Dancing with mobility systems
Starting to dance with systems
During the past two sessions of the DfG course we deepened our understanding of Empathic Design methodologies with practical exercises led by design researcher Juha Kronqvist. Jane Fulton Suri from IDEO defines design empathy as “The ability to step into someone else’s shoes and to understand them through their experiences” (in Koskinen, Mattelmäki and Battarbee, eds, Empathic Design, Helsinki: IT Press, 2003).
After the empathic design lectures, we entered into the Systems Thinking block hosted by architect and designer Hella Hernberg. We got familiar with Donella Meadows’ definition of a system: “A system is a set of things – people, cells, molecules, or whatever – interconnected in such a way that they produce their own pattern of behavior over time” (Thinking in Systems, White River Junction, VT: Chelsea Green Publishing).
As all of our three team members have a very intensive connection to dancing, we were very attracted by another Donella Meadows’ quote from the systems thinking lecture:
“We can’t control systems or figure them out but we can dance with them!”
Empathy through immersion
As none of us had before been to the focus area of our brief, Hämeenlinna, our first field-trip day, was a very exciting day for us. We went on our first trip to explore the area and have our first interviews with citizens and representatives. During the trip we tried to employ some of the strategies we learned in the empathic design lectures: empathic observation, interviews and experiencing things for ourselves. Thus we decided to try various different modes of transportation between Helsinki and Hämeenlinna as well as while getting around in Hämeenlinna itself and between Hämeenlinna and Tuulos.
We took the long distance bus to Hämeenlinna early in the morning, walked a lot, unsuccessfully tried hitchhiking on the way to Tuulos after being dropped off by the local bus in the middle of nowhere, got a car lift back to the stop, managed to get a shared ride on Facebook for our way back to Helsinki, accidentally found out about the free rental Hämeenlinna Citybikes available from the tourist office and experienced the commuter train, where we interviewed some travelers.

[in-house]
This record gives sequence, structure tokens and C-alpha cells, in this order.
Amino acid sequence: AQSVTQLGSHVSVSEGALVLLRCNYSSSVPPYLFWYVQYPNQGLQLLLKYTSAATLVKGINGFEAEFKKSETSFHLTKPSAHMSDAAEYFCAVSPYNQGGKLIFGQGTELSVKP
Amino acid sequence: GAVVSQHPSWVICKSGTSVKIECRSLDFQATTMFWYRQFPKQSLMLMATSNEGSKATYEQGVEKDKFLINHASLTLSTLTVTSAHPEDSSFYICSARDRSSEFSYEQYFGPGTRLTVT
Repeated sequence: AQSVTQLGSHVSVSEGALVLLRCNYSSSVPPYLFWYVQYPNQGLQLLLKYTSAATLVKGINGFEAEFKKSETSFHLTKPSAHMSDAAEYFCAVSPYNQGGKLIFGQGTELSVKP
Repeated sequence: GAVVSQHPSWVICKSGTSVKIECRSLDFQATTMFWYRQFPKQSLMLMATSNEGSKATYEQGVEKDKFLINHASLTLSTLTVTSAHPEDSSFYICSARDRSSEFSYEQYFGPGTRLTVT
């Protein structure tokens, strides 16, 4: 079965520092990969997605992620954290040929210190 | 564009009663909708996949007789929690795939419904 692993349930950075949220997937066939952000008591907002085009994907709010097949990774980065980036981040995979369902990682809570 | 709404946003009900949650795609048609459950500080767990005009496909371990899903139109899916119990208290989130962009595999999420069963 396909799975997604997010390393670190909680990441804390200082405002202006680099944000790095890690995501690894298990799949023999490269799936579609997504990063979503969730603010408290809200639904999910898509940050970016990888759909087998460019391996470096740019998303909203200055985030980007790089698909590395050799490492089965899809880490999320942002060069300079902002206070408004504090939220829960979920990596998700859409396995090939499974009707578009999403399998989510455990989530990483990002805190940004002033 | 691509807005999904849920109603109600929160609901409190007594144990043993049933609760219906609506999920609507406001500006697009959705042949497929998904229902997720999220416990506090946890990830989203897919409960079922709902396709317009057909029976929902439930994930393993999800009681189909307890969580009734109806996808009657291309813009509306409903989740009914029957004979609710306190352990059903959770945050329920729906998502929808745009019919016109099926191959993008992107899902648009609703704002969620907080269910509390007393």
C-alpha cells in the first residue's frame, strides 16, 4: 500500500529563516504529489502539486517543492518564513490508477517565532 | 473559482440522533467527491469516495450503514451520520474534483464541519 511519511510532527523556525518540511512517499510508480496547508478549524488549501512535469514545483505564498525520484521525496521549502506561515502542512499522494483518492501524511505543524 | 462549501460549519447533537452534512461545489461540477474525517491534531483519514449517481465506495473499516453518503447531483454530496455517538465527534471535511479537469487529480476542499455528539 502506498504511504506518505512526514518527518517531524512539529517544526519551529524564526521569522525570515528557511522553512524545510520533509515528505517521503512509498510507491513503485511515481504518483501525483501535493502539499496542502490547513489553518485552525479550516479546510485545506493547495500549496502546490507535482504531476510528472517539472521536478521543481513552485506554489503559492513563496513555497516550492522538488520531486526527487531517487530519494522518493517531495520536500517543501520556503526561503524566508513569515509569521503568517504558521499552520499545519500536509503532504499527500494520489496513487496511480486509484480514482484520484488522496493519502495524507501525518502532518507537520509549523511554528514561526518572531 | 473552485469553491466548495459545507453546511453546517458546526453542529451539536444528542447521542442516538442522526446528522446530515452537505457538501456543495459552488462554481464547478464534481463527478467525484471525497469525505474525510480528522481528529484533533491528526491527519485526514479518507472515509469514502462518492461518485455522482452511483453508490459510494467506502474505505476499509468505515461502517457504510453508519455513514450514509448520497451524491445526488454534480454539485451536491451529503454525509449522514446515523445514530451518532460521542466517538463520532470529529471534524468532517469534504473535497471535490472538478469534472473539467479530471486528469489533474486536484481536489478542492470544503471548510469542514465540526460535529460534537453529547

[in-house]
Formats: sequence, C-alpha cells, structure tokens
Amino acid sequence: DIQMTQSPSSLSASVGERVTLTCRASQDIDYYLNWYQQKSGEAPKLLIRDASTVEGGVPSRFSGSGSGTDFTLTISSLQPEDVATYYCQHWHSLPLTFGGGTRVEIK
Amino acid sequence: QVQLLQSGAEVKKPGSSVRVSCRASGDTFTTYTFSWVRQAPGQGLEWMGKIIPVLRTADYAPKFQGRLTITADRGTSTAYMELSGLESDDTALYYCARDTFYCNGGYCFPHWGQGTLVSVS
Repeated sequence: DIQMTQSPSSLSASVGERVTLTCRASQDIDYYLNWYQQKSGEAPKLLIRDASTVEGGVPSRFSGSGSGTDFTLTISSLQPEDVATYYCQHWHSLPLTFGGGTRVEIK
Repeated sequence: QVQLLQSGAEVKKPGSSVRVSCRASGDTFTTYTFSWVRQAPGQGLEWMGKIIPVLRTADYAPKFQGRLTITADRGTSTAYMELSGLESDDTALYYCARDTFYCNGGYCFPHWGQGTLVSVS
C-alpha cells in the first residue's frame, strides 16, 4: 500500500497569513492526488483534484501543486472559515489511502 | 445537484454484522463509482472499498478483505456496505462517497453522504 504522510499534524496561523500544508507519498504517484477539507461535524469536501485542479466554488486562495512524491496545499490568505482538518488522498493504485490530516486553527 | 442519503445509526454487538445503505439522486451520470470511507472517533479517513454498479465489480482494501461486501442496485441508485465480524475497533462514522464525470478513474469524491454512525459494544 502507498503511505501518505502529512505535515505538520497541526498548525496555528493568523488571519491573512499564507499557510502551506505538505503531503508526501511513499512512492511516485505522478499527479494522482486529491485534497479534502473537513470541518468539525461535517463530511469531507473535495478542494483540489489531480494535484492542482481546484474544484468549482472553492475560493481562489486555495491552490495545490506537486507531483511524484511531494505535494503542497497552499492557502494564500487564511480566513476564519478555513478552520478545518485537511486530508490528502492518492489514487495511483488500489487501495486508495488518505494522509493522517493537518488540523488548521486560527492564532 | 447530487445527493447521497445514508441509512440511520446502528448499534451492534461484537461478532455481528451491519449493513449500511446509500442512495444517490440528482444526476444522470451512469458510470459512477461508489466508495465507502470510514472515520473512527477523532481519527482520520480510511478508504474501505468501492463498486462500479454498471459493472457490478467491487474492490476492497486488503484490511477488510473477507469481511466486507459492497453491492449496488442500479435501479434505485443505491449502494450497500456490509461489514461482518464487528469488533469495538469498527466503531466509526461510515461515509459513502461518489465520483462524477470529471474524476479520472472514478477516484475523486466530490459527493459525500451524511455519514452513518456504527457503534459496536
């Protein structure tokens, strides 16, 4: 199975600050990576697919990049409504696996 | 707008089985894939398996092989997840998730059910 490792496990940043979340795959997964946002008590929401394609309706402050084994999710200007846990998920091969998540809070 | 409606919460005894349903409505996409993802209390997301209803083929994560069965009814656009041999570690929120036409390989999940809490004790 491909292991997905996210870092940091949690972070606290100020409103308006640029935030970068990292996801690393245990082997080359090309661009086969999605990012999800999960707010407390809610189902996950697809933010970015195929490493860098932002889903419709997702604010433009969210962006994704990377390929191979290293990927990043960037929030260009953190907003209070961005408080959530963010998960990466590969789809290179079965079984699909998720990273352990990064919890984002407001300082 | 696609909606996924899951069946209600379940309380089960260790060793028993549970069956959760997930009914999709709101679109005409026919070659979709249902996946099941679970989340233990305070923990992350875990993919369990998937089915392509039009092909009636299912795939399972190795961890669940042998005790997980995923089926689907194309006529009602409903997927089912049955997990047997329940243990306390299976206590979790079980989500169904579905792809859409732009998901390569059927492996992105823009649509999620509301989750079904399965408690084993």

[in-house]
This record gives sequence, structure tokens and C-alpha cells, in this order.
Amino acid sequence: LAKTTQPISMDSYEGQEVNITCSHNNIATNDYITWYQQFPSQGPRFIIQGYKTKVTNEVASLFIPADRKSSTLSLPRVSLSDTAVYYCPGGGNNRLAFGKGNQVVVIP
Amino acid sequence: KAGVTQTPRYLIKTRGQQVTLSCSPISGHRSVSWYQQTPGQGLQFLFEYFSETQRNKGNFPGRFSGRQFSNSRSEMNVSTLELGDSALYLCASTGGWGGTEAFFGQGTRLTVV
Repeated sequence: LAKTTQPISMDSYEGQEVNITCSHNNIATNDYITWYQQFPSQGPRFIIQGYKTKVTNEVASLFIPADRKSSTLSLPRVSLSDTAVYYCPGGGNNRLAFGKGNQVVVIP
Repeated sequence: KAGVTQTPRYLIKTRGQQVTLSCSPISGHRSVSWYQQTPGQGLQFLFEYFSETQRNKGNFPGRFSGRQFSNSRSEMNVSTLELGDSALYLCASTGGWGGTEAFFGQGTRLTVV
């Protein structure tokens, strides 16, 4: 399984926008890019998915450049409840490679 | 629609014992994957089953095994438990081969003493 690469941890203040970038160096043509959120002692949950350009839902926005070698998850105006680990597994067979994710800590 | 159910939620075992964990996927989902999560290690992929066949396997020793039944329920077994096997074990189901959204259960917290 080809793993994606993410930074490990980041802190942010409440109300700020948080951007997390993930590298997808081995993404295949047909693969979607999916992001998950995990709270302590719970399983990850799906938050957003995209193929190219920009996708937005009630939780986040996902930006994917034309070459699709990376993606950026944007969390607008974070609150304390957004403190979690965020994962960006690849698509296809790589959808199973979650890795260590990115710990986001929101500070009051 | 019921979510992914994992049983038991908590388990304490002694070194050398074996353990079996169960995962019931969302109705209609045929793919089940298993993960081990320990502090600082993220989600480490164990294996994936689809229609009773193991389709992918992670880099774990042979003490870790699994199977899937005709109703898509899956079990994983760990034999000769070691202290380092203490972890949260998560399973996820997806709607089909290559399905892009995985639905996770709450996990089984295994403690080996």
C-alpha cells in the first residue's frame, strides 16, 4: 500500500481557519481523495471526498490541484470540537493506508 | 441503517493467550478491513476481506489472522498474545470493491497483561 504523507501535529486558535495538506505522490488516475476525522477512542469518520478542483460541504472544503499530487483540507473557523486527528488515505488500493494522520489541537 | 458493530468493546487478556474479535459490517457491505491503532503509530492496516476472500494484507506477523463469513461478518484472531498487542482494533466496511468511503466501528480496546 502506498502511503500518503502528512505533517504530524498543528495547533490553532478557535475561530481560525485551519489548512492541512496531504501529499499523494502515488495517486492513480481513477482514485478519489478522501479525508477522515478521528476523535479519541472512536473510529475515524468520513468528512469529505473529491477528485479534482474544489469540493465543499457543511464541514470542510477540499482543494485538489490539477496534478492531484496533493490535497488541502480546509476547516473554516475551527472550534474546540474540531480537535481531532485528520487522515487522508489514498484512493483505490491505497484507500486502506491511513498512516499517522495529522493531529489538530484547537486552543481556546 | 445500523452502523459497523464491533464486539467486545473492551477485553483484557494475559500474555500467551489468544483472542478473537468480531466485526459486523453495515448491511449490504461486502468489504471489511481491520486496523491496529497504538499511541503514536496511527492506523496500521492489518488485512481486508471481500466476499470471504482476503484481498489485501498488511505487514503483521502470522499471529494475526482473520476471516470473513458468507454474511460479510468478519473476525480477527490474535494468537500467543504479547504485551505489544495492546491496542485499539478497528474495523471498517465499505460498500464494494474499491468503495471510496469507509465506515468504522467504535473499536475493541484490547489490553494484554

By trying out these seven different modes of transportation, we experienced first hand, what kind of problems could be relevant to our research: distances, hurdles, dangerous spots, lack of information and delays.
Personas as a shortcut to users
One methodology we found especially useful for our process was the development of personas. Personas are archetypes of certain user profiles and they embody their backgrounds, needs, problems and other aspects that drive them. Personas are used to keep the design focus on the users.
We created two personas based on the data we gathered talking to different people in Hämeenlinna and Tuulos as well as on the train. The personas include Pasi Pyörä, a bike enthusiast who thinks “There is so much potential and variety in bicycles! From babies to grandpas!” and a mother of two Pirkko Perheinen, who believes “Not having a car would be impossible, let alone dangerous!”
We are working on improving the personas and will create more of them once we have had a chance to interview more people during our upcoming second field trip to Hämeenlinna. So far they have helped us in understanding different perspectives and we are now working on figuring out how they would connect to mobility-as-a-service offerings.
STEEP curve into Systems Thinking
After an overview into Systems Thinking by Hella Hernberg we are currently deeply involved trying to map the connected systems with the STEEP method. Therefore we are having a closer look at the Social, Technological, Environmental, Economical and Political aspects of the mobility ecosystem. STEEP is a tool for mapping and trying to understand the system that is being studied or developed. We mapped everything we could think of from walking to autonomous vehicles! We will continue developing and focusing our model.
The course has really picked up speed quite quickly and our team is digging deeper and deeper, trying to experiment with the many different tools and approaches we learn about. We can’t wait for our second field trip and gathering more important information as first ideas emerge amongst our group. We are certainly looking forward to dancing with the systems more intensively and are curious where this will eventually lead us to.
The DfG course runs for 14 weeks each spring – the 2016 course has now started and runs 22 Feb to 28 May. It’s an advanced studio course in which students work in multidisciplinary teams to address project briefs commissioned by governmental ministries in Finland. The course proceeds through the spring as a series of teaching blocks – Empathic Design, Systems Thinking and Behavioral Insight – in which various research and design methods are applied to addressing the project briefs. Blog posts are written by student groups, in which they share news, experiences and insights from within the course activities and their project development. More information here about the DfG 2016 project briefs. Hold the date for the public finale 08:20-12:30 on Tues 24 May!